S19.1: Pts with CFRD have a 6-fold increase in morbidity and mortality. CFRD is usually asymptomatic and can remain undetected for up to 4 years prior to diagnosis. This team recommends Continuous Glucose Monitoring (CGM) in pts with normal and impaired glucose tolerance. Early insulin therapy in CF improves growth, lung function, and reduces the number of chest infections. Some say 5--75% of CF pts will be diagnosed with CFRD by age 30. HbA1c test should NOT be used as a screening test for CFRD, because it will look normal. The red blood cell turnover is less than 3 months in CF pts, especially those with poor pulmonary function. Normal random glucose levels do not exclude a diagnosis of CFRD, either. Fasting plasma glucose is also not reliable and has many false positives due to large individual variation. Nearly 2/3rds of CFRD adults do not have fasting hyperglycemia. Glycosuria is also a poor test in al already catabolic condition such as CF. Only 1/3 of CFRD pts had symptoms of polyuria or polydipsia at the time of diagnosis. Oral GLucose Tolerance Testing may NOT be the most accurate tool in diagnosing CFRD, since about 33% of diagnoses are missed when one relies on this test alone. The answer to all of these problems is CGM, which is a continuous measure of interstitial glucose every 5 minutes or 288 times per day via a subcutaneous sensor inserted for 3-6 days. The newest meters display real time BG concentrations and retrospective data. Sensors are wireless. Accuracy of CGM is not equal to BG testing but gives a continuous 24 hour picture like a video camera.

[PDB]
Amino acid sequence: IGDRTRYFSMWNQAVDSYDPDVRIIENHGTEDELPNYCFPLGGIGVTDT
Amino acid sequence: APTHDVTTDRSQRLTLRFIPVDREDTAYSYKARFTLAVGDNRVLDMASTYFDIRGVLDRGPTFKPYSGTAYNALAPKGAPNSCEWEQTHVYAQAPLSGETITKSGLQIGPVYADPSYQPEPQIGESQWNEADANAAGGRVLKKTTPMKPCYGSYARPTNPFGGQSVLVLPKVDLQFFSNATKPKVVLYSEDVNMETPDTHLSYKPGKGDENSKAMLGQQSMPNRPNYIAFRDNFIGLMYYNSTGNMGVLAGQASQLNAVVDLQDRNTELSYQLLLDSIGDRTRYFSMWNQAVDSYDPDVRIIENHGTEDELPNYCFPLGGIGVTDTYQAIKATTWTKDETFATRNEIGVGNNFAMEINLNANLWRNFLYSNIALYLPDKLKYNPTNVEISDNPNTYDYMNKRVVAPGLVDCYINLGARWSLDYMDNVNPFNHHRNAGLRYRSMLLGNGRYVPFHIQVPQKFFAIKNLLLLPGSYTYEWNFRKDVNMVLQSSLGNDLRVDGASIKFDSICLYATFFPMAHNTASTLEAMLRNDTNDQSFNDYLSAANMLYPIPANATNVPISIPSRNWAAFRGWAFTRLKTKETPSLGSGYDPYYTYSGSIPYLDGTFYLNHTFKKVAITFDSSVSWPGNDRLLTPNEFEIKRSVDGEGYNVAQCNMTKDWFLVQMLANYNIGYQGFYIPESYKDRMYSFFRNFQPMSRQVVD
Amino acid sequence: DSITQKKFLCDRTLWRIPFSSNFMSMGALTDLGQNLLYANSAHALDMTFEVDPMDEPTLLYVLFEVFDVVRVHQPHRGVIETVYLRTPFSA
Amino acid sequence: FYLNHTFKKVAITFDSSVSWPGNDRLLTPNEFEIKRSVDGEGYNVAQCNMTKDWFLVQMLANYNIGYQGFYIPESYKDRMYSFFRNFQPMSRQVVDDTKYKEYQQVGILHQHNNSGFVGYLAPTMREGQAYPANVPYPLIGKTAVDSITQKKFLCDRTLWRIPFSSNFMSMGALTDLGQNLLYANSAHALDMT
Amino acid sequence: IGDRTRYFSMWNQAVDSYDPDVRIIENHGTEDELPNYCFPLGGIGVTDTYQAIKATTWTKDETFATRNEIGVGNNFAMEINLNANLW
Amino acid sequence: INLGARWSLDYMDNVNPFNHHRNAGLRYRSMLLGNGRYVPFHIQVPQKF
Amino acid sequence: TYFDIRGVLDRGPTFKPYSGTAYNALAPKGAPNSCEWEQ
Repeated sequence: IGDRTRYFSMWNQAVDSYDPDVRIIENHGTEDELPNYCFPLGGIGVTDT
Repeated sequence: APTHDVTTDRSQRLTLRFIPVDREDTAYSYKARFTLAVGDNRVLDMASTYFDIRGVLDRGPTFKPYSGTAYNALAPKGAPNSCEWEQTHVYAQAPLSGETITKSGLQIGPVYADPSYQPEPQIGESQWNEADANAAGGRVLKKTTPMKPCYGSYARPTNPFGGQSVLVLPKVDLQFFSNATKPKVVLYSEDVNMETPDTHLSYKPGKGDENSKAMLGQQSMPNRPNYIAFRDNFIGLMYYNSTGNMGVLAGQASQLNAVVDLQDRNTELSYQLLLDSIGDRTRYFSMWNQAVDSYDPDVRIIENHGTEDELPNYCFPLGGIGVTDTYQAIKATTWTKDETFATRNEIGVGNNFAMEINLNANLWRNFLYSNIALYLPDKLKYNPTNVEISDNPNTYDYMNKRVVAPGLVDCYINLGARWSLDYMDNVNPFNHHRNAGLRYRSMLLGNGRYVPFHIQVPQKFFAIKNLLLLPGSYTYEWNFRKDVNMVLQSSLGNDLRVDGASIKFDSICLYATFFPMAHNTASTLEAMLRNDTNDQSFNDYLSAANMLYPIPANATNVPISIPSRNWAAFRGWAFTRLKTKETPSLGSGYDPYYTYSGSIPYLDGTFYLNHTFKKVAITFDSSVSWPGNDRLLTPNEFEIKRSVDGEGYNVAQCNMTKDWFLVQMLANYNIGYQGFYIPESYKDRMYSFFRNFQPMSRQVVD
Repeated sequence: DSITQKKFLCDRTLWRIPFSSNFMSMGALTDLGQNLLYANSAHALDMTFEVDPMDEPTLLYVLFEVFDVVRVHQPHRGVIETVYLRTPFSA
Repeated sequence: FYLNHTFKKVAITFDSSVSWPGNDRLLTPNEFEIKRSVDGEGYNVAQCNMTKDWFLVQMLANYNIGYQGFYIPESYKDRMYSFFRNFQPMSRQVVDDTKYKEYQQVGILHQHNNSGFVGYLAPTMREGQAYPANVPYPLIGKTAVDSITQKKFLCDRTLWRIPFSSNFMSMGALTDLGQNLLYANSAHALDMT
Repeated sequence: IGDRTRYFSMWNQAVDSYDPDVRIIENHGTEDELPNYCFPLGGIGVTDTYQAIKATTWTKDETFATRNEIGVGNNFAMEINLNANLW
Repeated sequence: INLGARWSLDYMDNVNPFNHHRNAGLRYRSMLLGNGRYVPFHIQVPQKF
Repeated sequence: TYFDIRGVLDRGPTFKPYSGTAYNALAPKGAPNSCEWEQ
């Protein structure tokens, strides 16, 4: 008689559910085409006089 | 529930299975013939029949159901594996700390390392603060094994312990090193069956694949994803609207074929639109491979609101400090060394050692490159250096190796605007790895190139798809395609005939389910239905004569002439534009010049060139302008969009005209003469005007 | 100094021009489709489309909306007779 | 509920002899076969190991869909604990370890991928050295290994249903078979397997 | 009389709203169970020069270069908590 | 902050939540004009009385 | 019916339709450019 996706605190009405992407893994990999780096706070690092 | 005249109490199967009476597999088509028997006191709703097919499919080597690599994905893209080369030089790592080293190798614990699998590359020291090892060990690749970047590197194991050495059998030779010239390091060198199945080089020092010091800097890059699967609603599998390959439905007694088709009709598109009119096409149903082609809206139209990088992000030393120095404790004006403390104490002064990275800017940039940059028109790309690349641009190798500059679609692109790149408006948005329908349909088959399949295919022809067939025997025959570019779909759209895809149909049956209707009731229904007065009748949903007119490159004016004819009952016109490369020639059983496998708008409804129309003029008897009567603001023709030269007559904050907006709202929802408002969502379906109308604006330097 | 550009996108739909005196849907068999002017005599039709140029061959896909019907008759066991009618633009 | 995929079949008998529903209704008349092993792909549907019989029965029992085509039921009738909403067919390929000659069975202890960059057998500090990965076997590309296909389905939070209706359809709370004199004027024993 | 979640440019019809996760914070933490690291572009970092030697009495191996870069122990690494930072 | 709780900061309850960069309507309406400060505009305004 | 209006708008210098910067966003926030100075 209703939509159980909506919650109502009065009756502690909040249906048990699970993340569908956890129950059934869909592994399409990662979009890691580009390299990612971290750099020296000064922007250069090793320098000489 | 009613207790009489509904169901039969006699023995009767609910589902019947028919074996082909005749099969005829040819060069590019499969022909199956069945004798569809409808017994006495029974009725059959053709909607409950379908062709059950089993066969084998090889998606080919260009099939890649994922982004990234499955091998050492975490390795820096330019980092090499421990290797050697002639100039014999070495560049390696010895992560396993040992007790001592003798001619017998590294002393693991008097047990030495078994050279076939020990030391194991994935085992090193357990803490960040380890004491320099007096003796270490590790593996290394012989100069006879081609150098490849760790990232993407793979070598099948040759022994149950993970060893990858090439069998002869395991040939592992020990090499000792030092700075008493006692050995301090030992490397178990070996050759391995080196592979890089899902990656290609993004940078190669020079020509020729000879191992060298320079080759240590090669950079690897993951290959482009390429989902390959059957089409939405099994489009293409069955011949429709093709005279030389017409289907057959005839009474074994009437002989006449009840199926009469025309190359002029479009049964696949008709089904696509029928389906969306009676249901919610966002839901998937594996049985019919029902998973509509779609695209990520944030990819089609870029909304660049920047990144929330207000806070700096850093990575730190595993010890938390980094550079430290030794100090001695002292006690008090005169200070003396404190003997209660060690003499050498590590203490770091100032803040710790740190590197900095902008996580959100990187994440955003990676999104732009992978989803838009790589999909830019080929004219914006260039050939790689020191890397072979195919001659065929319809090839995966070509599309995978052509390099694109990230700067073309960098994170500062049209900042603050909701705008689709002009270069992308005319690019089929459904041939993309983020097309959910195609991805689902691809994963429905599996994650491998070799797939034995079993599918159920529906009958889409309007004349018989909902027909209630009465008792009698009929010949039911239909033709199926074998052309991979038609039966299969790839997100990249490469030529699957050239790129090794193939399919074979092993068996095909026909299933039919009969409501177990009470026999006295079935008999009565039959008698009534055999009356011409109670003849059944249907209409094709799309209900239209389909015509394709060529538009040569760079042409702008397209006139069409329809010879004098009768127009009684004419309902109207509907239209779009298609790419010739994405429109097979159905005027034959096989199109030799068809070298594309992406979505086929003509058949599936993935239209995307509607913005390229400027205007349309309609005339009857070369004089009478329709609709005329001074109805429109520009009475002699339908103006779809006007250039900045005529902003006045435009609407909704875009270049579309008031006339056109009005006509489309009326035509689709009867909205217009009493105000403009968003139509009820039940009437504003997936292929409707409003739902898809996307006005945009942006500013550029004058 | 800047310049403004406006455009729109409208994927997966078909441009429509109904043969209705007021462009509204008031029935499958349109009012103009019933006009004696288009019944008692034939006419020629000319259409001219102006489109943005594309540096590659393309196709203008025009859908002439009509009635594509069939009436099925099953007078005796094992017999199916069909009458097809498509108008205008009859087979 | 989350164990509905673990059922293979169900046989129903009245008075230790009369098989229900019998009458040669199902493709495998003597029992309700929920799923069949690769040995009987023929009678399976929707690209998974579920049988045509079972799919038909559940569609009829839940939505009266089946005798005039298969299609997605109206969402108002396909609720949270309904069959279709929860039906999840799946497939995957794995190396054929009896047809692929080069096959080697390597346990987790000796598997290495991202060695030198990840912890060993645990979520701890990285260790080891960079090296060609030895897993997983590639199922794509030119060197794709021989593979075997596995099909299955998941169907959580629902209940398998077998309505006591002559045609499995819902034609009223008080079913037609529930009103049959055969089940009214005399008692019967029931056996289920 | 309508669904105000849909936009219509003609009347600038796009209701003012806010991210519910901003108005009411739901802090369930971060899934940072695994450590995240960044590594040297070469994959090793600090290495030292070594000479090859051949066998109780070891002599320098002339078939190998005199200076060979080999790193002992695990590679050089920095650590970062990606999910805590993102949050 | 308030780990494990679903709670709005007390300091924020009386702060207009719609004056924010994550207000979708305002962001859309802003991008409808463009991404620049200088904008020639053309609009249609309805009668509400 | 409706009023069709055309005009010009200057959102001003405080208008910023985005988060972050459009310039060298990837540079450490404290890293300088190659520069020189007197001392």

S19.2: CFRD results from reduced secretion of insulin secondary to pancreatic damage. The average age of onset of CFRD is 19-21 years. About 20% have CFRD. CFRD is more prevalent in females. The prevalence of CFRD increases with age. CFRD is tightly linked to poor lung function. In the US, average CFRD FEV1 was 55% compared to non-CFRD CF FEV1 of 67.5%. The rate of decline of FEV1 increases 2-4 years prior to diagnosis with CFRD. Insulin therapy restores FEV1 in CFRD pts to levels recorded at the onset. Fewer than 25% of CFRD pts survived to age 30, compared to 60% of non-CFRD pts. There needs to be annual surveillance in CFRD pts for retinopathy and neuropathy. So far, no one has found accelerated atherosclerotic macrovascular disease in CFRD pts. Pre-diabetic decline can be reversed with early insulin therapy, and it also reverse weight loss. Insulin therapy also improves lung function and BMI in people with normal GT but abnormal random BG concentrations and in people with impaired GT. Insuline therapy is the only recommended treatment for CFRD. CFRD pts require little basal insulin, but need insulin for meal coverage. Multiple daily injections of short-acting insulin before each meal with a small dose of long-acting insulin at night are recommended. CGM is also encouraged. In CFRD, caloric restriction is not appropriate, but some diet manipulation might be possible. Replace some refined sugary food, such as breakfast cereal, with a lower glycemic index food, such as porridge. CGM with a food diary has been helpful in highlighting problematic foods. Whle people with CF require a high fat intake, in time recommendations on fat intake may need to be adjusted as a small proportion of people with CF have hypertriglyceridemia and hypercholesterolemia, suggesting that macrovascular disease could develop as people live longer.